The Chevrolet Silverado is steeped in history, though the name itself has really only been present on Chevy trucks since 1998. Chevrolet introduced its first pickup truck in 1930, and this was the start of what was to become the Silverado. The nameplate itself was introduced in 1975 as a specific trim level for the C/K series of pickups, and remained that way until 1999, when the Silverado replaced the C/K as the main nameplate for the lineup. The name has stuck, and today the Silverado is sold in a variety of different models, each with different available options. This article will focus on the Silverado 1500 Regular Cab Standard Bed, which is perhaps the most popular version of the Silverado.
The 1500 Regular Cab Standard bed currently is sold in two different models, the WT and the LT, with the WT being the base option and the LT being the upscale version. The WT features a 4.3L V6 Vortec engine as its base engine (upgradeable to either a 4.8L or 5.3L Vortec engine for a price), the Z83 Smooth Ride suspension package, a manual shift-on-the-fly transfer case, an electronic stability control system complete with hill start assist and trailer sway control, an AM/FM radio, single-zone manual temperature control, cruise control, spare tire lock, and can haul up to 1,724 lbs of payload. The LT, on the other hand, features a 4.8L V8 engine with an available 5.3L V8, as well as Z85 integrated handling and towing suspension, an Autotrac active transfer case, 1,598 lbs of payload, an MP3-compatible CD player, Sirius XM satellite radio free for three trial months and power-adjustable and heated outside mirrors. You can read more about this particular Silverado configuration by visiting the official website for it here.
Of the four Silverado sizes out there (1500, 2500, 3500 and Hybrid), the 1500 is obviously the smallest and lightest. And when it comes to auto transportation, the smaller and lighter the vehicle, the better it is for your price. Auto shippers base their prices on two main factors: the pickup and delivery cities and the size and weight of the vehicle. For the most part, where it’s coming from and going to are standard; if you’re shipping to or from a place that’s far away from a major interstate highway, chances are it’ll cost a bit more, but on the whole the final price is more dependent on the size and weight. Heavier vehicles cost more in fuel to transport, and fuel costs are any transport company’s number one overhead cost. Therefore, heavier vehicles will cost more in fuel, which means that transporters have to charge more for heavier vehicles. Now, as far as shipping a 1500 goes, it’ll probably cost you around $150 extra to ship it – this is an estimate, and different companies will have higher or lower oversize vehicle fees, but $150 is a good baseline average. So it’s a good idea to adjust your budget accordingly, as this is standard in the industry, and besides: cheaper isn’t always better in the auto shipping industry.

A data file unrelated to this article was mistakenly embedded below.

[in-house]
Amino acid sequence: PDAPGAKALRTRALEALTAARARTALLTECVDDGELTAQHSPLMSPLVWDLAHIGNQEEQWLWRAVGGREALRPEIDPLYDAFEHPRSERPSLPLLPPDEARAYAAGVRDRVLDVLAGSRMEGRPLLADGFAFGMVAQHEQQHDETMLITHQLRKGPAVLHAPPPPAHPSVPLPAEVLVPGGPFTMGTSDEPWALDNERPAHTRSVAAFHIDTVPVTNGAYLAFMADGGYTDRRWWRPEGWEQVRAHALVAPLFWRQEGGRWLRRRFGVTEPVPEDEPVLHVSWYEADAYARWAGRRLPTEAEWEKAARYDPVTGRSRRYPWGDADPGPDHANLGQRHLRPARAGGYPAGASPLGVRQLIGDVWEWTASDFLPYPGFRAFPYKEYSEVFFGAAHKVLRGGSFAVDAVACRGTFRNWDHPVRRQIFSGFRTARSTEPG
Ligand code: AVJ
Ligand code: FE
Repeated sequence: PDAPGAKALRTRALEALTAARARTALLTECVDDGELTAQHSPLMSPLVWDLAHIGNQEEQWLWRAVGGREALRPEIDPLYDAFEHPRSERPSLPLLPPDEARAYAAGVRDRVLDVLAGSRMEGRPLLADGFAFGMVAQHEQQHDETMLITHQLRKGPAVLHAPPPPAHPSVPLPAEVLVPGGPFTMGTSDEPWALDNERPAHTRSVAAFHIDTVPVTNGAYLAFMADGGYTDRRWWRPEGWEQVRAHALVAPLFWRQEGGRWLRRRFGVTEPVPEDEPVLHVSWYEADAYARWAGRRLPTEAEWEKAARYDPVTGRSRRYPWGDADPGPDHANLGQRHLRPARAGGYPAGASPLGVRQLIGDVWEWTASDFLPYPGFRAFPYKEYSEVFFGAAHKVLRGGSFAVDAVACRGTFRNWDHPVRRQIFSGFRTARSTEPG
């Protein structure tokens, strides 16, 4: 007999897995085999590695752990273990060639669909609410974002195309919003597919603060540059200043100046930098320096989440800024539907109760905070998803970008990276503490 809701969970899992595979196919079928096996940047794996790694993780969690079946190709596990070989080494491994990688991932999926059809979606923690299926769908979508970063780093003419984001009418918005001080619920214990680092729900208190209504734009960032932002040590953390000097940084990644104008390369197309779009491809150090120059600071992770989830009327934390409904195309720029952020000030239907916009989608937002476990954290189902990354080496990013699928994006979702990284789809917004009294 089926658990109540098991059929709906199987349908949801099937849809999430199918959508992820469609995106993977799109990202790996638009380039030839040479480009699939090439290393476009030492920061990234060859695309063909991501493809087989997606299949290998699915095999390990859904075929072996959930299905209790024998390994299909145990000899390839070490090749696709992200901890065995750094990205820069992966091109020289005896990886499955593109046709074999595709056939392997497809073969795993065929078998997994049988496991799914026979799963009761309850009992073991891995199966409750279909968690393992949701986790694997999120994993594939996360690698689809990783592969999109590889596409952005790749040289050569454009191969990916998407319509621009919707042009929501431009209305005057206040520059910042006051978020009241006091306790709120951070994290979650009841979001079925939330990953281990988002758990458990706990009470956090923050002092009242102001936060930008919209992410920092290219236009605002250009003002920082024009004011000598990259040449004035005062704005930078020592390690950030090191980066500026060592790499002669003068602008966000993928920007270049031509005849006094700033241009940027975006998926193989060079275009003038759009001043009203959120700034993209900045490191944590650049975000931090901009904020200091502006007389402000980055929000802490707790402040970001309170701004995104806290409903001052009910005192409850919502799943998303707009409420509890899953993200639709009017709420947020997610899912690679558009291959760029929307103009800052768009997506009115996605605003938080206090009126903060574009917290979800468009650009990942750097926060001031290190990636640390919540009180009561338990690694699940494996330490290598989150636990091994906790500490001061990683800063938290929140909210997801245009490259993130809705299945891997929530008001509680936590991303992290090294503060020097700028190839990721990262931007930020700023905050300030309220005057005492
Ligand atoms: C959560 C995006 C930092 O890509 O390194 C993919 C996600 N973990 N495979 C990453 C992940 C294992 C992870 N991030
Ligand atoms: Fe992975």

But regardless of where you’re shipping the vehicle to or from, American Auto Shipping is here to help. Simply fill out our free online vehicle shipping quote request form and you’ll receive up to ten free quotes from our reputable and reliable auto shipping companies. We clear all our companies for reliability ahead of time, which means we make sure they are fully licensed, bonded and insured before we send them your information. You can also call our toll-free telephone number and speak to our own live representatives about your shipment, and our friendly staff can answer basic questions you may have about auto shipping as well as fill out a quote request form for you over the phone. So go ahead, fill out our free form, or give us a call, and find out what American Auto Shipping can do for you and your transportation needs.